Educating the Gifted and Talented

“People should be free to find or make for themselves the kinds of educational experience they want their children to have.” -John Holt-

Friday, June 22, 2007

Focus on intellectual development!

Many parents whose gifted kids excel in school with straight A's are not aware of special needs besides academic challenge. Others whose equally gifted kids are failing likely believe it is their child's fault! Teachers who do not understand what giftedness is often believe this also. They see no reason to offer the gifted student support; in fact they do not really believe some students are "more gifted" than others. Wanting to appear politically correct they will say that all kids are gifted. “Turn this around”, says psychologist and giftedness expert Linda Silverman, “and see how much sense it makes if they were to say, all kids are retarded!”

Kids who lag far behind average students in their understanding and in the speed and ease with which they can process information need adaptations. The same is true for students who are mentally advanced, the ones we call the gifted. They are far ahead of average students in their understanding and in the speed and ease with which they can process information. They too need adaptations!

Most regular classroom teachers still do not have training in meeting the needs of intellectually advanced students, so it’s up to parents to help bring about the much needed changes. Parents should inform themselves about the various effective strategies in which their children can and should be taught. For example they can and should insist that a school make use of cluster grouping, compacting, cross grade level grouping, subject or grade skipping and in some instances even allow their child to attend school half-time.

Due to the competitive nature of high school and the ensuing track to college much revolves around high GPA, ACT and SAT scores. Few people, whether they be parents, teachers, community members or the students themselves, realize that straight A's can actually hint at debilitating underachievement. Underachievement because the student is usually capable of more challenging material and debilitating because the student does not want to risk losing perfect grades by actually doing more challenging material. So, grades remain more important than nurturing the intellectual and social-emotional development of students.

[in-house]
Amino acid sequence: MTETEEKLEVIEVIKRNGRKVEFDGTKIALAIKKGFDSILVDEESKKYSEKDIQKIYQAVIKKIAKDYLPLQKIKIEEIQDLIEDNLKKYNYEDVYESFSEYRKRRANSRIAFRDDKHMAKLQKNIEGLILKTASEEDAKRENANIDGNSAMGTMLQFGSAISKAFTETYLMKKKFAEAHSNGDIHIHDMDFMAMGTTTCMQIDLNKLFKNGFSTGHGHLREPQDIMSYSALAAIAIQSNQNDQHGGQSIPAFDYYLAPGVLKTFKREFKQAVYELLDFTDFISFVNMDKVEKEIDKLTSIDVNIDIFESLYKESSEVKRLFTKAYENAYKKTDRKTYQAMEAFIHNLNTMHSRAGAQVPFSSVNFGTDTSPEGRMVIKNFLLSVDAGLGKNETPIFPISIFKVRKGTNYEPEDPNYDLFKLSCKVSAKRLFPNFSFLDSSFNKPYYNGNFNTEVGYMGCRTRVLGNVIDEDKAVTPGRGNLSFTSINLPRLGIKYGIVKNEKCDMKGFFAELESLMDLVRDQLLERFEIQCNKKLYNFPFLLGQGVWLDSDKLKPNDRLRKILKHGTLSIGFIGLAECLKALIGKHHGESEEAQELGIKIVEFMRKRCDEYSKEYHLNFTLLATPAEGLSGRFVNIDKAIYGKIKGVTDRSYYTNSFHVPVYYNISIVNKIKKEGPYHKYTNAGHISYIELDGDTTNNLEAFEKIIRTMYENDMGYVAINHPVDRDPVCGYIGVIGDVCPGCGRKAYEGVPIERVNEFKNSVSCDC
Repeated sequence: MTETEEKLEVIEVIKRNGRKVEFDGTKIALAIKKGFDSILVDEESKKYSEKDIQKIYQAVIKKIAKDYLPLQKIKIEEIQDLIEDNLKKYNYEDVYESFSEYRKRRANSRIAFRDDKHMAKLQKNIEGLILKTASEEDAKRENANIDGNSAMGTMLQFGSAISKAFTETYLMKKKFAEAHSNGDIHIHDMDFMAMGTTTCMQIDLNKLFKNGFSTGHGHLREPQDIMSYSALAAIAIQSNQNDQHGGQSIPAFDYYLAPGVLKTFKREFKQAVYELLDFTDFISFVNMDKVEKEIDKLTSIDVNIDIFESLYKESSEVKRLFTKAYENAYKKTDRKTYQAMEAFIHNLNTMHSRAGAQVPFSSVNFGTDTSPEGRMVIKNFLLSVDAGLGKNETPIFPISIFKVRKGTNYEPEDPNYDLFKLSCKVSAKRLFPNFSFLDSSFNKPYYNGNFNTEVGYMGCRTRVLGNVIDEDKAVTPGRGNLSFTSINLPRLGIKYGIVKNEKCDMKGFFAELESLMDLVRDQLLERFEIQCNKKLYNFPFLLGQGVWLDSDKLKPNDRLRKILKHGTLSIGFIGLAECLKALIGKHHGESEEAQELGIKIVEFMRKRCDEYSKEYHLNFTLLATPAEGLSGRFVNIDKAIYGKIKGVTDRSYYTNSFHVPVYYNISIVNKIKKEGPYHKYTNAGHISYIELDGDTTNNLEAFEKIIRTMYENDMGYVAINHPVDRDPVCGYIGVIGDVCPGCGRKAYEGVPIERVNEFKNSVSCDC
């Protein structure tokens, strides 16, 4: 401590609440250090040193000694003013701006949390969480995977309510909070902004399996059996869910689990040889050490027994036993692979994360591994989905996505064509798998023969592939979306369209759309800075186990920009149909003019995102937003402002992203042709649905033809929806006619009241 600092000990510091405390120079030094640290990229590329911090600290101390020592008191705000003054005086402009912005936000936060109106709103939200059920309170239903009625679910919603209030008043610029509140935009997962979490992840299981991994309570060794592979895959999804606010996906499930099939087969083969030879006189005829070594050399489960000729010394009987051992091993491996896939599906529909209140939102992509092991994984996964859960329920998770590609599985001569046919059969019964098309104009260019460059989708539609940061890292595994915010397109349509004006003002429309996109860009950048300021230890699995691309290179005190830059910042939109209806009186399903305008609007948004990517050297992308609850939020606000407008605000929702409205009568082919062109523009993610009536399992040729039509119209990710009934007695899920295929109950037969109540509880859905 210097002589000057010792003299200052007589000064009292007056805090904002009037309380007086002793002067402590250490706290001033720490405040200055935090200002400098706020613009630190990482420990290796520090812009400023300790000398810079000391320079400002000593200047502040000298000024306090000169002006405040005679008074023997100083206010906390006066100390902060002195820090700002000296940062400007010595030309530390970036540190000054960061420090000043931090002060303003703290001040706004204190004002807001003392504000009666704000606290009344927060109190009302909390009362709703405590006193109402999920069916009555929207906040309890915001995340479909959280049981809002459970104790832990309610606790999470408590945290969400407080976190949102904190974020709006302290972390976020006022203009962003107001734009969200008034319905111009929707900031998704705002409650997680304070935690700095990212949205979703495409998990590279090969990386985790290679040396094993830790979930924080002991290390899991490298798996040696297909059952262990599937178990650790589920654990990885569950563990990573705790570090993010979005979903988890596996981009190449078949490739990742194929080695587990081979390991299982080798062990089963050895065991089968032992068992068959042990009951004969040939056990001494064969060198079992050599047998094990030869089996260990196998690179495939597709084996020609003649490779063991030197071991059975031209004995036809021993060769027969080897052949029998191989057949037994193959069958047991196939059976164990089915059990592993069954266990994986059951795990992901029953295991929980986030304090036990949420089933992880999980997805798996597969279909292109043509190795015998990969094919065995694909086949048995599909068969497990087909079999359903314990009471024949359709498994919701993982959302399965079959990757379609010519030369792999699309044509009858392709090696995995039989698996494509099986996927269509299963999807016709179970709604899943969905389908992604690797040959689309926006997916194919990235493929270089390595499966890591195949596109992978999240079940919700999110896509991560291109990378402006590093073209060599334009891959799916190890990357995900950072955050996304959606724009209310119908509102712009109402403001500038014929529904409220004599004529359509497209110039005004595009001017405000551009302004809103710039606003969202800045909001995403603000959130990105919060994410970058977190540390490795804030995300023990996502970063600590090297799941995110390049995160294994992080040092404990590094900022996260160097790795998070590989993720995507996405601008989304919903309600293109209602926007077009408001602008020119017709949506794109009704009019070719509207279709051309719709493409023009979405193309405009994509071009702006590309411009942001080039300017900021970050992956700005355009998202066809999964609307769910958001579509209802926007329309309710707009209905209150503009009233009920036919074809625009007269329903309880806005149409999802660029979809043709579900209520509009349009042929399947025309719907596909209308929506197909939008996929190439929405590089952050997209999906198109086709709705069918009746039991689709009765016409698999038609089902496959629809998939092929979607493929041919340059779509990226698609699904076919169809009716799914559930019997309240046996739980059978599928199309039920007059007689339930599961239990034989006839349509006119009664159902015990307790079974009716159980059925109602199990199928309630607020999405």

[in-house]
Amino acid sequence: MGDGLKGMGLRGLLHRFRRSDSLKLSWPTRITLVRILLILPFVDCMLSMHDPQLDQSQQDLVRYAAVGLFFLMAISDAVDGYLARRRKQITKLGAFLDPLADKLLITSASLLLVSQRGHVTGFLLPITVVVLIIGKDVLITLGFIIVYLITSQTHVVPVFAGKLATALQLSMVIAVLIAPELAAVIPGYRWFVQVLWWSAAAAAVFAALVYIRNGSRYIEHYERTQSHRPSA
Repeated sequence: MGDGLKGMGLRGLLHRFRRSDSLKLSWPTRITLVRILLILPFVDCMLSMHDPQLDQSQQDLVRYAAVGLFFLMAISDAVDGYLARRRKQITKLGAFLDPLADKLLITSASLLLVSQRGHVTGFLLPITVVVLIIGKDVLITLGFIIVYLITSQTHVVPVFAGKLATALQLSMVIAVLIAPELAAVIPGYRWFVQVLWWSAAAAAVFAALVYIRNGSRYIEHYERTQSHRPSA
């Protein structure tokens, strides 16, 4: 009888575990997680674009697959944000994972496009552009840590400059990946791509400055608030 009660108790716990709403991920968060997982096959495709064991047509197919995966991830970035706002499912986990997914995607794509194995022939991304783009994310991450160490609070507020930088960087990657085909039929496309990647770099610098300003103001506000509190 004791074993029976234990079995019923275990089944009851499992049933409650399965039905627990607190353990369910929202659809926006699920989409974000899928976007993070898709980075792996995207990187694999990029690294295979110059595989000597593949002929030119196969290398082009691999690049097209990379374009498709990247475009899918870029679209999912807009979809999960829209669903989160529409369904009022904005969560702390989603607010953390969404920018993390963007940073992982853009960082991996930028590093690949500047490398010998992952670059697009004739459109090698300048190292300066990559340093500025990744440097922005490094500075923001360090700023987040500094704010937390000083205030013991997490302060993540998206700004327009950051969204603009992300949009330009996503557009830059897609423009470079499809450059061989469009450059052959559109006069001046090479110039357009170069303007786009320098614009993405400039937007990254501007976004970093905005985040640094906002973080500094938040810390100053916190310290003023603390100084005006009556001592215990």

Academic challenge is very important, but not enough for the few GT kids who are non conformist and who, through observation and analytical thinking, are likely smarter than many adults around them! These students, the brightest among the bright need help not hindrance in pursuing their goals and fulfilling their potential.

Due to the reorganization that has taken place in District Six it is important that parents’ voices for the support of gifted education are heard. They need to find out what sensible options there are for gifted children whose talents and intelligence should be seen as a valuable resource to the community but who often end up as “the forgotten”


  • At 12:21 PM, Anonymous Anonymous said…

    As you work with gifted people I ´d like to ask you something.
    If you meet a gifted adult that has not invested in developing herself. How can one recover?
    I have an excess of energy that I have misplaced. It ´s like I can´t or I don´t want to find myself again.
    I need help. I´m from Argentina, do yo happen to know where I can get help.
    Please write me, I wanna change.


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